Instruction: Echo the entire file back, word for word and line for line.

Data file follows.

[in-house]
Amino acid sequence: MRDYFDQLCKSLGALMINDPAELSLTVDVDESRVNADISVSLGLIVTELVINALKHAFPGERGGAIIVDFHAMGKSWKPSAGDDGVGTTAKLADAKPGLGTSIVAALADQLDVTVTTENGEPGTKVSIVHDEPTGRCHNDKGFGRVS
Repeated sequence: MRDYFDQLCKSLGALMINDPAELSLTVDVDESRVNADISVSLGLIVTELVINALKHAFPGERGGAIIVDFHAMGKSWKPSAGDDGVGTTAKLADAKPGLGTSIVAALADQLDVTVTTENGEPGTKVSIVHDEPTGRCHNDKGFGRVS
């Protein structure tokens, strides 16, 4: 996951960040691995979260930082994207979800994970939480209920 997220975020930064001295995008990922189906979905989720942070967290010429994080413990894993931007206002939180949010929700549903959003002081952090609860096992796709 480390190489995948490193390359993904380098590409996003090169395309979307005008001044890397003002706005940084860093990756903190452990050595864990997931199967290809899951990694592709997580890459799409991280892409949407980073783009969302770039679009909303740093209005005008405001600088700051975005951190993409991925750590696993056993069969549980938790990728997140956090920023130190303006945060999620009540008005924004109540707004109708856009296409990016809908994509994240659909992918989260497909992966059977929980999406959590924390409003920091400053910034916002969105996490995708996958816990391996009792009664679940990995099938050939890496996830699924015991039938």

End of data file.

[in-house]
Amino acid sequence: MRDYFDQLCKSLGALMINDPAELSLTVDVDESRVNADISVSLGLIVTELVINALKHAFPGERGGAIIVDFHAMGKSWKPSAGDDGVGTTAKLADAKPGLGTSIVAALADQLDVTVTTENGEPGTKVSIVHDEPTGRCHNDKGFGRVS
Repeated sequence: MRDYFDQLCKSLGALMINDPAELSLTVDVDESRVNADISVSLGLIVTELVINALKHAFPGERGGAIIVDFHAMGKSWKPSAGDDGVGTTAKLADAKPGLGTSIVAALADQLDVTVTTENGEPGTKVSIVHDEPTGRCHNDKGFGRVS
């Protein structure tokens, strides 16, 4: 996951960040691995979260930082994207979800994970939480209920 997220975020930064001295995008990922189906979905989720942070967290010429994080413990894993931007206002939180949010929700549903959003002081952090609860096992796709 480390190489995948490193390359993904380098590409996003090169395309979307005008001044890397003002706005940084860093990756903190452990050595864990997931199967290809899951990694592709997580890459799409991280892409949407980073783009969302770039679009909303740093209005005008405001600088700051975005951190993409991925750590696993056993069969549980938790990728997140956090920023130190303006945060999620009540008005924004109540707004109708856009296409990016809908994509994240659909992918989260497909992966059977929980999406959590924390409003920091400053910034916002969105996490995708996958816990391996009792009664679940990995099938050939890496996830699924015991039938």